Mulch protects the temperature of the soil, so plants can set fruit. Learn about - Wood bark or chips - this mulch looks neat and attractive, stays where you put it and decays fairly slowly. They add nutrition to the soil but don't make too thick a layer, 2-3" is good or you create an area that bark damaging insects can hide.

Mulch = Large fruits... Learn about - Decaying leaves - this mulch keeps the weeds down and hold the moisture in well and... they are usually free. They are not particularly attractive though.

Mulch = Beautiful Flowers Learn about - Compost - this mulch adds nutrients to your soil as it breaks down. If you have your own compost bin it can be free and plentiful. However if it contains manure or grass clippings it can burn your plants.

Learn about - Pebbles or gravel - this mulch has a nice neat look and it's very easy to install. It won't wash or blow away easily and will last a long time. It does not provide any nutrition to the soil and if mixed in with the soil can be very difficult to remove. If you ever want to take it out to re-design, it can be a big pain!

Learn about - Grass clippings - this mulch is cheap and easy to get a hold of if you have a lawn. Since grass decays quickly you will have to replenish your mulch often. Only apply an inch or so at a time or it can become slimy when watered. You might be adding grass seed to your planter beds if the lawn has gone to seed.

Avoid Coco Mulch... it can harm animals Choose your mulch. There really isn't a right or wrong type of mulch. You have to weigh all the pros and cons of the mulch and think about your garden, the plants in your garden, and even your lifestyle. It would be good to experiment with different kinds of mulch, you may find that a certain type of mulch is better for one area than another, or one time of year or another. The most important thing is that you spend quality time outdoors enjoying your garden, so think of it all as a fun experiment and go with the flow!

How to Plan Your Home's Landscape


The first thing that you want to do is relax. Find a time that you can sit down and think about what you really want and need around your home. Take the time to organize your thoughts, grab that pen and paper and do a little brain storming. The following are some questions that you need to ask yourself to help you decide what you want in your landscape plan.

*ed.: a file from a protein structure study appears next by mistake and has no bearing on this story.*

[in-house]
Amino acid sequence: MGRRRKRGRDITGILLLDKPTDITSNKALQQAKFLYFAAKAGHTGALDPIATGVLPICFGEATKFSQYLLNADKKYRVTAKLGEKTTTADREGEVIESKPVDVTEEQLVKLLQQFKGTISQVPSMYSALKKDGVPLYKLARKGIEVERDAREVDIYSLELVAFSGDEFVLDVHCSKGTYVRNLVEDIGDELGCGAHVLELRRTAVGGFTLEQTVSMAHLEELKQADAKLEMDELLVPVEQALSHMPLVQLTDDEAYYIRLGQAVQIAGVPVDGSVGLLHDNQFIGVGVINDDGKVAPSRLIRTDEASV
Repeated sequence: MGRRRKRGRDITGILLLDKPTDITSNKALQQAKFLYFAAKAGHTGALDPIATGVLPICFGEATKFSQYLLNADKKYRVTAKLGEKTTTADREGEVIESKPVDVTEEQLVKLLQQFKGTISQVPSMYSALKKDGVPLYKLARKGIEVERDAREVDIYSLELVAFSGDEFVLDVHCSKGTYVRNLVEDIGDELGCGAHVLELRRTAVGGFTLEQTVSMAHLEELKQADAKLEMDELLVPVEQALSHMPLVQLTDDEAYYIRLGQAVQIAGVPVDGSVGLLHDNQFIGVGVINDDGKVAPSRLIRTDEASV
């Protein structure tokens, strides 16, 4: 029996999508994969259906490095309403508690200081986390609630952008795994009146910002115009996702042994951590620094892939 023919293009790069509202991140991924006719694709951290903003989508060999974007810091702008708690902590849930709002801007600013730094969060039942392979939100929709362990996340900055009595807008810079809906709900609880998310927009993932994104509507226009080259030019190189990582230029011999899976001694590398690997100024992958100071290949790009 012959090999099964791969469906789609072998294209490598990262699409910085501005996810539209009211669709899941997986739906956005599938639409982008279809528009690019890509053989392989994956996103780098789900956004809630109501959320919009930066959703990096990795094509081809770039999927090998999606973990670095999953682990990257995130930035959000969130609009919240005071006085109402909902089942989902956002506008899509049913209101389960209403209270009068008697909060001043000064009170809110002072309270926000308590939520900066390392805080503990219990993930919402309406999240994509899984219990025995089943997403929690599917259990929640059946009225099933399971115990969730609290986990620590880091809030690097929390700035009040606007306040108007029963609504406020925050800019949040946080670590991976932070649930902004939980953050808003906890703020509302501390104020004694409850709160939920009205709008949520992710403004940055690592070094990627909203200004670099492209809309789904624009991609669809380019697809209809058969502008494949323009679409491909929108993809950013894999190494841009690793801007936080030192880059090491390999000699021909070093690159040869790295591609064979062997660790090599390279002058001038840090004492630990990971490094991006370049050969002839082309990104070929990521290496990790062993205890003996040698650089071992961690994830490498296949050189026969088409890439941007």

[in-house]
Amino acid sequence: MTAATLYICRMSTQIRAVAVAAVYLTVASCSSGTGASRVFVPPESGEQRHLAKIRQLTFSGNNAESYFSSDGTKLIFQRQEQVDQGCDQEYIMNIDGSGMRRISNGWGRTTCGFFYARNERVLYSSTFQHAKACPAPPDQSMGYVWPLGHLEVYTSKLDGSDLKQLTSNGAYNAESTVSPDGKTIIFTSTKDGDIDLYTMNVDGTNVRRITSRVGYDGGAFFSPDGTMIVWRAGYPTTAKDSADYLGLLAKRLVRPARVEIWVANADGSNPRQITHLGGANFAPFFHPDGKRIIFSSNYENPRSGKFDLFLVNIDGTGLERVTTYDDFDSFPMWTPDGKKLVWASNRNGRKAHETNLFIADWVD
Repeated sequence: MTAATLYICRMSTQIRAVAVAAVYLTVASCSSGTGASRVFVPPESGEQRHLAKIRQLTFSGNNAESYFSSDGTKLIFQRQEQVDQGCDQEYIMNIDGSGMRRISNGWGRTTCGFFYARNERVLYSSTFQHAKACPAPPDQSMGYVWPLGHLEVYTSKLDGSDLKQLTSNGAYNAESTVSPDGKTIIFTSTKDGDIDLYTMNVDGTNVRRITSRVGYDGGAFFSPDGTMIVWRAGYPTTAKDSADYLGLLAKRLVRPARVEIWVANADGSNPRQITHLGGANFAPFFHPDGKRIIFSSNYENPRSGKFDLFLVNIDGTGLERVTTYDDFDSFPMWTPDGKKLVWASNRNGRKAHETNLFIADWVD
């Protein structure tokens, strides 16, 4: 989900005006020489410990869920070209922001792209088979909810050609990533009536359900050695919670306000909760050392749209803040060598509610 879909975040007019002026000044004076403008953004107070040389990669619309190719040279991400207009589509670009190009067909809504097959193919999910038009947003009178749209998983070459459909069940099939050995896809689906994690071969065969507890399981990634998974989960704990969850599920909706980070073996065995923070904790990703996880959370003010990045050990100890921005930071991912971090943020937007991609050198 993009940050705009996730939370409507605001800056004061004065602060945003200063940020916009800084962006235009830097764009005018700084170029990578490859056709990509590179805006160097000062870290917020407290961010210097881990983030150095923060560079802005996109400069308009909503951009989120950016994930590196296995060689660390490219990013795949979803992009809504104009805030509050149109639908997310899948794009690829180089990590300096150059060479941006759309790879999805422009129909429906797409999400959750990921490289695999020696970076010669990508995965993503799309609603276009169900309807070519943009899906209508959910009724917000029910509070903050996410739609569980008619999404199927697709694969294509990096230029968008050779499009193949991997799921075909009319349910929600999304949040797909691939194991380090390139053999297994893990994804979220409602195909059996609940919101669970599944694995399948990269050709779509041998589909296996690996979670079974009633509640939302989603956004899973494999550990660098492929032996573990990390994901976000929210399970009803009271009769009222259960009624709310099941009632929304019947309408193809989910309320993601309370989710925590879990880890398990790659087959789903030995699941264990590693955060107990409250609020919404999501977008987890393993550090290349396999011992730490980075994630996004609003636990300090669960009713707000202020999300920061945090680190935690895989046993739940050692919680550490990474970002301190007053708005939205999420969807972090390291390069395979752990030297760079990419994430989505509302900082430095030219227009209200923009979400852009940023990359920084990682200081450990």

How long are you planning to stay in your home? If you are only planning to stay in your home for a short time, you want to think about doing things to your yard that will have the maximum effect in the shortest amount of time. Think, fast growing trees, beautiful perennials and annuals. The longer you plan to stay in your home, the more complex a project you can think about taking on. A deck, patio, pool or new entrance is something that you will use for many years.


Are there areas of your yard that are unusable? How much of your yard can you actually use? Think out of the box, does your front yard have a very sunny spot perfect for a vegetable garden or small orchard? Traditionally that would be in the backyard, but... why not the front? Screening shrubs can be useful if you don't want the world to see the veggies when they are not looking at their best. Or better yet, mix in beautiful herbs, ornamentals and edible flowers to beautify your vegetable patch! Don't forget about your side yard, you don't have to make it only the utility area. A Zen garden or beautiful arches of flowering vines can hide your neighbor's mess wonderfully.


Make a list of things you will want to use your yard for. Start with the basics like play area for your children, a dog run and let your imagination run wild. How about a small Dojo area or meditation corner. Do you have a fabulous view that would be perfect space for a relaxing cup of tea or wine? This is a good time to start talking to other family members, see if they have input for you. Getting their input now will make the rest of your process that much easier. Planning ahead instead of adding on later is a much more effective use of your time.

Read My Full Story HERE



Julie Molinare - Landscape Designer. After years in the rat race of Corporate America, the economy and family sent me back to school to find my true calling. Graduating with Honors from California State University at Northridge, Landscape Design Extension Program in 2003; I have begun my journey into the backyards of my community. I truely enjoy working with my clients to create their own little haven.

In 2007 I returned to California State University at Northridge this time as the Instructor of the Introduction to Landscape Design Class. This has been a wonderful experience, and has kept me in touch with the new energy and ideas of people experiencing my joy for the first time!

Striving to help all my clients find the right plants and design to fit their needs is what makes me enjoy my new found vocation. Fulfilling the needs of families while at the same time preserving the environment and complementing the community they live in is another big plus. My designs are created with the client as a primary focus, while taking into consideration the microclimate and planting requirements of each site.

Would love to meet you and work with you to create the landscape of your dreams. Call me for a consultation.